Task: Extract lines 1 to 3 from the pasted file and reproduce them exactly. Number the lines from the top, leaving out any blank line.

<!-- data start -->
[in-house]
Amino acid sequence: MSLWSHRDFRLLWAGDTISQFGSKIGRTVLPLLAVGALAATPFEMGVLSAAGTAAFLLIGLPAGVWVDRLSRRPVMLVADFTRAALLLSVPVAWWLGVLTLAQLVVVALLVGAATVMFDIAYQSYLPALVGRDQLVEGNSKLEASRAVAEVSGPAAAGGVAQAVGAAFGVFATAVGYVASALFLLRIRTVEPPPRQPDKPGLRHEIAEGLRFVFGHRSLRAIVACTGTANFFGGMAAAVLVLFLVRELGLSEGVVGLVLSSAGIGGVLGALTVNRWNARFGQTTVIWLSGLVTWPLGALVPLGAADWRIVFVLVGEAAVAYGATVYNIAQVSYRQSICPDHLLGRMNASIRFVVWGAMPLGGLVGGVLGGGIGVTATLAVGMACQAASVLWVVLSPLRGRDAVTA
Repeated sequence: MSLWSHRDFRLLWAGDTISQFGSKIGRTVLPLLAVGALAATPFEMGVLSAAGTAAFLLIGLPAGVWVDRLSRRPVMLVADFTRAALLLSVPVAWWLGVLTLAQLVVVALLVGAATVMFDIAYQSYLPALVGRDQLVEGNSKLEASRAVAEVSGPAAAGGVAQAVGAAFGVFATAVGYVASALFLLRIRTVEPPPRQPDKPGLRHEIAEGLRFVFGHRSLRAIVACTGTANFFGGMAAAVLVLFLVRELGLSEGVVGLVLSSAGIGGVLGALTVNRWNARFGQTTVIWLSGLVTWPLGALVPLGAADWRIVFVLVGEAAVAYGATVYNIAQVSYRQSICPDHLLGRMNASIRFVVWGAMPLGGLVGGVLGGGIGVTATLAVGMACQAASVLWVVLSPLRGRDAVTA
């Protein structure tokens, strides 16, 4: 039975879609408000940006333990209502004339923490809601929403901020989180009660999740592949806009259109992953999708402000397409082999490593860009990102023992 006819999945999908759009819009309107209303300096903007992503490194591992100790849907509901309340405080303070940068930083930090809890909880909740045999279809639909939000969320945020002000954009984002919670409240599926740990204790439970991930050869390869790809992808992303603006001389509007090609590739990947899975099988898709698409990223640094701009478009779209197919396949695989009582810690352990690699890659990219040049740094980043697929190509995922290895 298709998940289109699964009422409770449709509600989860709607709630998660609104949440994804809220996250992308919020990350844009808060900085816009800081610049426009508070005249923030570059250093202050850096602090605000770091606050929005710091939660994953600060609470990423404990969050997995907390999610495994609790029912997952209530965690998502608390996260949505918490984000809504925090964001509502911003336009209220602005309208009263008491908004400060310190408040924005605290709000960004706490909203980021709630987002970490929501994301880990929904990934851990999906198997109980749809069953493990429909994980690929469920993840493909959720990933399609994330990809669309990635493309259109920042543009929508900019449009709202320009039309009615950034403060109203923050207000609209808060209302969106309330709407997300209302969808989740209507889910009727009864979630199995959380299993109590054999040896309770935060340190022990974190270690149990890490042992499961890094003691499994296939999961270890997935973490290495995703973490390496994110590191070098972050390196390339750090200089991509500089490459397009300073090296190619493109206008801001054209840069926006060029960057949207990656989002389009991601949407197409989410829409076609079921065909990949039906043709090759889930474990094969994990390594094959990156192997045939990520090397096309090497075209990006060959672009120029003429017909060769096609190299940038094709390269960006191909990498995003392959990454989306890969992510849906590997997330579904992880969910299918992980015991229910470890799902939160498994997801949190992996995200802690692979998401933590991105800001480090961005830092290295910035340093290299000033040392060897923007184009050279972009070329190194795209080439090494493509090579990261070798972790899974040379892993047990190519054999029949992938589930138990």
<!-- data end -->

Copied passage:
[in-house]
Amino acid sequence: MSLWSHRDFRLLWAGDTISQFGSKIGRTVLPLLAVGALAATPFEMGVLSAAGTAAFLLIGLPAGVWVDRLSRRPVMLVADFTRAALLLSVPVAWWLGVLTLAQLVVVALLVGAATVMFDIAYQSYLPALVGRDQLVEGNSKLEASRAVAEVSGPAAAGGVAQAVGAAFGVFATAVGYVASALFLLRIRTVEPPPRQPDKPGLRHEIAEGLRFVFGHRSLRAIVACTGTANFFGGMAAAVLVLFLVRELGLSEGVVGLVLSSAGIGGVLGALTVNRWNARFGQTTVIWLSGLVTWPLGALVPLGAADWRIVFVLVGEAAVAYGATVYNIAQVSYRQSICPDHLLGRMNASIRFVVWGAMPLGGLVGGVLGGGIGVTATLAVGMACQAASVLWVVLSPLRGRDAVTA
Repeated sequence: MSLWSHRDFRLLWAGDTISQFGSKIGRTVLPLLAVGALAATPFEMGVLSAAGTAAFLLIGLPAGVWVDRLSRRPVMLVADFTRAALLLSVPVAWWLGVLTLAQLVVVALLVGAATVMFDIAYQSYLPALVGRDQLVEGNSKLEASRAVAEVSGPAAAGGVAQAVGAAFGVFATAVGYVASALFLLRIRTVEPPPRQPDKPGLRHEIAEGLRFVFGHRSLRAIVACTGTANFFGGMAAAVLVLFLVRELGLSEGVVGLVLSSAGIGGVLGALTVNRWNARFGQTTVIWLSGLVTWPLGALVPLGAADWRIVFVLVGEAAVAYGATVYNIAQVSYRQSICPDHLLGRMNASIRFVVWGAMPLGGLVGGVLGGGIGVTATLAVGMACQAASVLWVVLSPLRGRDAVTA